Hermit crabs aren't fussy creatures. Faced with a housing crunch, in many parts of the world, they have taken up abode in plastic and junk left by humans. But this is not without peril
It's tough being a hermit crab these days. Typically, these soft-bellied crustaceans protect themselves by living inside empty snail shells. But hermit crabs, today, face a housing crunch of epic proportions. People overharvest shellfish for food or pick up large numbers of shells on the beach to make door curtains or sundry other home embellishments, leaving very few seashells for hermit crabs.
In many parts of the world, these crabs have adapted. Ironically, they have been helped out of the housing shortage by trash left behind by humans. For instance, at Taiwan's Kenting National Park (knp), hermit crabs have taken to suitably persistent rubbish such as plastic containers, bottlenecks and bottle tops and light bulbs.
Usually, shells discarded by snails fit the bill, splendidly. What's more the crab's second home does not hamper its mobility: it just snuggles in on the creature's hind legs and protects its soft body, especially the abdomen -- that holds the delicate digestive glands and reproductive system.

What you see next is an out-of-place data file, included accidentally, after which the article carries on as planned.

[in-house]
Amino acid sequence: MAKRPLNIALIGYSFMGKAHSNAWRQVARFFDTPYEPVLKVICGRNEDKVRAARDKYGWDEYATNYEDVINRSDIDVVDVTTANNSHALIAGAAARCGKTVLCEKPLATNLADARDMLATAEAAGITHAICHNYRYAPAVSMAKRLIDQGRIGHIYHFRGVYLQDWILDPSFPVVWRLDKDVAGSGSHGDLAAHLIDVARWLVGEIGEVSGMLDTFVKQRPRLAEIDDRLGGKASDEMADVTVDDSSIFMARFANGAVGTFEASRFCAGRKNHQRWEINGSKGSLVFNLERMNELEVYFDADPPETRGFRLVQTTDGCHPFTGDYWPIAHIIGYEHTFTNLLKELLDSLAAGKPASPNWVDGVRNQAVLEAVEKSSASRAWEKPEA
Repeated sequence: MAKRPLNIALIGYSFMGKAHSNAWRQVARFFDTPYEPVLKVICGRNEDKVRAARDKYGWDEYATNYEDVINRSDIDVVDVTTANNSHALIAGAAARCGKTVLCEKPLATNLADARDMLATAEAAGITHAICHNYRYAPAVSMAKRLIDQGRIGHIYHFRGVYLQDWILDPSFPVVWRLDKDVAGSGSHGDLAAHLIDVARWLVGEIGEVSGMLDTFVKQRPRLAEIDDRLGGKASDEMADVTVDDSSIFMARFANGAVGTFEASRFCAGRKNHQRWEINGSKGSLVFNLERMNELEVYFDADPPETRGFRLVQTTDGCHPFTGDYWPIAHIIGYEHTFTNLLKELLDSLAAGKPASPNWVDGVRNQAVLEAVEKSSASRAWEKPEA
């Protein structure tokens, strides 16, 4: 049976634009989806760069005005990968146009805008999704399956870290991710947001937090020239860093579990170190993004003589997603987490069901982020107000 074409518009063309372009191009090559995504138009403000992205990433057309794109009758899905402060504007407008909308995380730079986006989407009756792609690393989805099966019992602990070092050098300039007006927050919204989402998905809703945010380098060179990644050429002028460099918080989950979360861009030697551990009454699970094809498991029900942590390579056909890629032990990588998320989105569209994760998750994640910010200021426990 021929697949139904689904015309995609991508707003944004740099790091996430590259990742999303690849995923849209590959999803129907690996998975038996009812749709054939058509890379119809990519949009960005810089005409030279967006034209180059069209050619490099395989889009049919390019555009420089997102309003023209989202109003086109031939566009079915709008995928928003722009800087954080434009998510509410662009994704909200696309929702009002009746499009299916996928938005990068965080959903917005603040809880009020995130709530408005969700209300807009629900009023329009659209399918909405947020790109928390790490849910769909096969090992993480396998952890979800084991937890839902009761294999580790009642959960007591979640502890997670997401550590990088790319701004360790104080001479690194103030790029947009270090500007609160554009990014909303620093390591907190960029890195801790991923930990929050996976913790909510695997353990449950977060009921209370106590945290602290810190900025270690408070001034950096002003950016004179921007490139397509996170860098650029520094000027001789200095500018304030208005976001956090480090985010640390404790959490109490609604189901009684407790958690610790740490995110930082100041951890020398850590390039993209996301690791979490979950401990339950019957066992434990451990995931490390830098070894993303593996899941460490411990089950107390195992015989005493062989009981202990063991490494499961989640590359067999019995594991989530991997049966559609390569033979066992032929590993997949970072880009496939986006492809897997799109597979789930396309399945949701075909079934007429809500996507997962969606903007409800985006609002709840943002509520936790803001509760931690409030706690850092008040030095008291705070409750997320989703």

Once a hermit crab adopts a shell, it carries its home, rucksack like, on its back -- until it outgrows the shell. This is no easy feat, considering a properly fitting shell has to be larger than the hermit crab that wears it.
Once a hermit crab senses danger, it withdraws into its shell, the hook like tail coils around the creature's home to seal it from inside, while the fourth and fifth pair of the crab's legs shrink to enable it to hold on to the insides of the shell.
There is another danger for the beleaguered crabs. Terrestrial hermit crabs have to return to the seas during the breeding season. This is a dangerous journey in fragmented habitats of protected areas such as the knp: the crabs have to cross highways, and are often squashed to death by speeding vehicles.
Plastic and glass products have left their imprint on the evolutionary history of hermit crabs. It's uncertain if these creatures will ever return to their original splendour.
With inputs from Kirtiman Awasthi
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